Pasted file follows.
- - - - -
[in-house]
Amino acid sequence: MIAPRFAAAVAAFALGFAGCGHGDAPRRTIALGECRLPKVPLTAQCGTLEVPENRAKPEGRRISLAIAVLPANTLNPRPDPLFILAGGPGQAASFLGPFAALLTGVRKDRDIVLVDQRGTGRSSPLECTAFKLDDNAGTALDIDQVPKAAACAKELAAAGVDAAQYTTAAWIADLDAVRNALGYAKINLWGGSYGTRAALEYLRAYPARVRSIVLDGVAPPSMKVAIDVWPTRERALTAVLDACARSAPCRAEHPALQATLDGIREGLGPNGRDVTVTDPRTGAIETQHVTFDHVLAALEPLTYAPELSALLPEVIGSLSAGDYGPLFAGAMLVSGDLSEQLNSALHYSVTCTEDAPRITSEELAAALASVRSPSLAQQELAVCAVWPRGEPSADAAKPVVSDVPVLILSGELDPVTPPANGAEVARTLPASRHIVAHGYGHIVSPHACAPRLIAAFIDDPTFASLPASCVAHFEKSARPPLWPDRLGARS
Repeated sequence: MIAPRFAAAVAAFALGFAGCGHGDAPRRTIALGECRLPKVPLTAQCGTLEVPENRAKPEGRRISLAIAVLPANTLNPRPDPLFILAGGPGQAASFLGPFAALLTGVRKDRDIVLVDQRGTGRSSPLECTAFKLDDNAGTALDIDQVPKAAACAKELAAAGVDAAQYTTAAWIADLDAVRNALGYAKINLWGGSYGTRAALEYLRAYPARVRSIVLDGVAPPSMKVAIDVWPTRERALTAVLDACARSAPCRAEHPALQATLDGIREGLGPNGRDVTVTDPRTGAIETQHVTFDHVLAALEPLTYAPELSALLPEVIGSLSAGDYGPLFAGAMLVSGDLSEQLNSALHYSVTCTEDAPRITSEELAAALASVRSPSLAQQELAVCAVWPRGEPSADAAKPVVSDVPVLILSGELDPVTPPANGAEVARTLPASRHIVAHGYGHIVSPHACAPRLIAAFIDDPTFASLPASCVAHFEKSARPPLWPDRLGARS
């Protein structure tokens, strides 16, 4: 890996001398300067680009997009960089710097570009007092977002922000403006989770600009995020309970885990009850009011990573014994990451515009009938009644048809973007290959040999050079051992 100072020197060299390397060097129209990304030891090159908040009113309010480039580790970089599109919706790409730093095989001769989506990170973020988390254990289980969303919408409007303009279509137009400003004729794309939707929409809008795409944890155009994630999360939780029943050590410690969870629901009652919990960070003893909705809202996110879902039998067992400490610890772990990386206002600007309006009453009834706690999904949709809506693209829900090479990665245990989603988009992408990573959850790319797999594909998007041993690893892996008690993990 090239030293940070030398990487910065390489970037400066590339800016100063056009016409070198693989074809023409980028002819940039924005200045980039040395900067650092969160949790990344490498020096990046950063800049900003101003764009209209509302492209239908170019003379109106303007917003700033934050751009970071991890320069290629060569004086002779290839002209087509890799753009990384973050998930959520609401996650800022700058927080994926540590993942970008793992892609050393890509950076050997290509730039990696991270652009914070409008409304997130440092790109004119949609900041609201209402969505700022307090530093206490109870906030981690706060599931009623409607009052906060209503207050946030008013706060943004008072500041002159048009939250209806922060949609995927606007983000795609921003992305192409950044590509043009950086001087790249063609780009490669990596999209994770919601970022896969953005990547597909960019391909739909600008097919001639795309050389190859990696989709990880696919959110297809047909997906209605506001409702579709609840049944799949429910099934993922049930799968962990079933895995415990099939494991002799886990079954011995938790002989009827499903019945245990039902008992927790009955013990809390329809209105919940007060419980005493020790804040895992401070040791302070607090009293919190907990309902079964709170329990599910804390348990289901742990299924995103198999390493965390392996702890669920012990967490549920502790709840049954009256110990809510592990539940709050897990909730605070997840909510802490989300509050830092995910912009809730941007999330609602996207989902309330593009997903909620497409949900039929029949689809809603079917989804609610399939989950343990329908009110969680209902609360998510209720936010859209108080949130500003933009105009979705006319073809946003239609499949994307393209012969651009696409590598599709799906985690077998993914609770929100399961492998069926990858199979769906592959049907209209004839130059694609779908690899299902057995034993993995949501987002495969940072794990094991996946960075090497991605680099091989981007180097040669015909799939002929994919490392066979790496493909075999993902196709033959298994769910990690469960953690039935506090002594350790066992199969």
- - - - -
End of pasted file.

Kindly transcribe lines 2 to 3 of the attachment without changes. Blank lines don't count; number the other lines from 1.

Amino acid sequence: MIAPRFAAAVAAFALGFAGCGHGDAPRRTIALGECRLPKVPLTAQCGTLEVPENRAKPEGRRISLAIAVLPANTLNPRPDPLFILAGGPGQAASFLGPFAALLTGVRKDRDIVLVDQRGTGRSSPLECTAFKLDDNAGTALDIDQVPKAAACAKELAAAGVDAAQYTTAAWIADLDAVRNALGYAKINLWGGSYGTRAALEYLRAYPARVRSIVLDGVAPPSMKVAIDVWPTRERALTAVLDACARSAPCRAEHPALQATLDGIREGLGPNGRDVTVTDPRTGAIETQHVTFDHVLAALEPLTYAPELSALLPEVIGSLSAGDYGPLFAGAMLVSGDLSEQLNSALHYSVTCTEDAPRITSEELAAALASVRSPSLAQQELAVCAVWPRGEPSADAAKPVVSDVPVLILSGELDPVTPPANGAEVARTLPASRHIVAHGYGHIVSPHACAPRLIAAFIDDPTFASLPASCVAHFEKSARPPLWPDRLGARS
Repeated sequence: MIAPRFAAAVAAFALGFAGCGHGDAPRRTIALGECRLPKVPLTAQCGTLEVPENRAKPEGRRISLAIAVLPANTLNPRPDPLFILAGGPGQAASFLGPFAALLTGVRKDRDIVLVDQRGTGRSSPLECTAFKLDDNAGTALDIDQVPKAAACAKELAAAGVDAAQYTTAAWIADLDAVRNALGYAKINLWGGSYGTRAALEYLRAYPARVRSIVLDGVAPPSMKVAIDVWPTRERALTAVLDACARSAPCRAEHPALQATLDGIREGLGPNGRDVTVTDPRTGAIETQHVTFDHVLAALEPLTYAPELSALLPEVIGSLSAGDYGPLFAGAMLVSGDLSEQLNSALHYSVTCTEDAPRITSEELAAALASVRSPSLAQQELAVCAVWPRGEPSADAAKPVVSDVPVLILSGELDPVTPPANGAEVARTLPASRHIVAHGYGHIVSPHACAPRLIAAFIDDPTFASLPASCVAHFEKSARPPLWPDRLGARS